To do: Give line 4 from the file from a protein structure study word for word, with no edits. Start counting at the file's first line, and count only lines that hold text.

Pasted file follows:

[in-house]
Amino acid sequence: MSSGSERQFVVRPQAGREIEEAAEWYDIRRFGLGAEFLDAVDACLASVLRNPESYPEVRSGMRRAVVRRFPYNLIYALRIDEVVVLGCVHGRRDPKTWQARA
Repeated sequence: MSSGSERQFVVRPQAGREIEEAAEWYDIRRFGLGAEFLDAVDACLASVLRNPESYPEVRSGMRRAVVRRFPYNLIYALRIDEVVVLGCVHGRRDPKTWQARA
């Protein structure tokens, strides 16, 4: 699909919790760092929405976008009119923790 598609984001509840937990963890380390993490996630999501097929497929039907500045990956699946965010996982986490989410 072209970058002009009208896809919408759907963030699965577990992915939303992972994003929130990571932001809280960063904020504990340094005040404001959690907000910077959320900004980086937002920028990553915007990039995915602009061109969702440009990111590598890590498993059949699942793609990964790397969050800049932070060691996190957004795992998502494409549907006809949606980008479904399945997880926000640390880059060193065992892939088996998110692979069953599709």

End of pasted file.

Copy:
């Protein structure tokens, strides 16, 4: 699909919790760092929405976008009119923790 598609984001509840937990963890380390993490996630999501097929497929039907500045990956699946965010996982986490989410 072209970058002009009208896809919408759907963030699965577990992915939303992972994003929130990571932001809280960063904020504990340094005040404001959690907000910077959320900004980086937002920028990553915007990039995915602009061109969702440009990111590598890590498993059949699942793609990964790397969050800049932070060691996190957004795992998502494409549907006809949606980008479904399945997880926000640390880059060193065992892939088996998110692979069953599709």